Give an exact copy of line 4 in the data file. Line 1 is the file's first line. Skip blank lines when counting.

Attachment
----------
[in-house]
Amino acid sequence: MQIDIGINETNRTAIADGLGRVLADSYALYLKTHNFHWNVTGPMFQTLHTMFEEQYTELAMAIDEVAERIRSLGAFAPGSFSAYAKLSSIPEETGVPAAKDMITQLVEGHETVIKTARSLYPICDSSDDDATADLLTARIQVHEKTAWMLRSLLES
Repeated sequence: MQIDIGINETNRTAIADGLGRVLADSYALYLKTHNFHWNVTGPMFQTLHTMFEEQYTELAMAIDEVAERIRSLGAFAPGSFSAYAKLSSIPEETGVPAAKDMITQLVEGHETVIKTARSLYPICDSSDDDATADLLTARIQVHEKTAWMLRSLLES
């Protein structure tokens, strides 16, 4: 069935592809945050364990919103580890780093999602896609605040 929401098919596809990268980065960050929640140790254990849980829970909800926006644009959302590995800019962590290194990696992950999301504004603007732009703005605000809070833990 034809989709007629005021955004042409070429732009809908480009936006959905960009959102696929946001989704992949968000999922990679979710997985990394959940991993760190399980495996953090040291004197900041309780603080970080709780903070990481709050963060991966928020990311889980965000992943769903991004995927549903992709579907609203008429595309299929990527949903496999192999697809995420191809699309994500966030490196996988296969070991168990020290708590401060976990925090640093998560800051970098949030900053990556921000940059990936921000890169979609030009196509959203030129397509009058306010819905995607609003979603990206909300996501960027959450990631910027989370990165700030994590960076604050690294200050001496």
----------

């Protein structure tokens, strides 16, 4: 069935592809945050364990919103580890780093999602896609605040 929401098919596809990268980065960050929640140790254990849980829970909800926006644009959302590995800019962590290194990696992950999301504004603007732009703005605000809070833990 034809989709007629005021955004042409070429732009809908480009936006959905960009959102696929946001989704992949968000999922990679979710997985990394959940991993760190399980495996953090040291004197900041309780603080970080709780903070990481709050963060991966928020990311889980965000992943769903991004995927549903992709579907609203008429595309299929990527949903496999192999697809995420191809699309994500966030490196996988296969070991168990020290708590401060976990925090640093998560800051970098949030900053990556921000940059990936921000890169979609030009196509959203030129397509009058306010819905995607609003979603990206909300996501960027959450990631910027989370990165700030994590960076604050690294200050001496």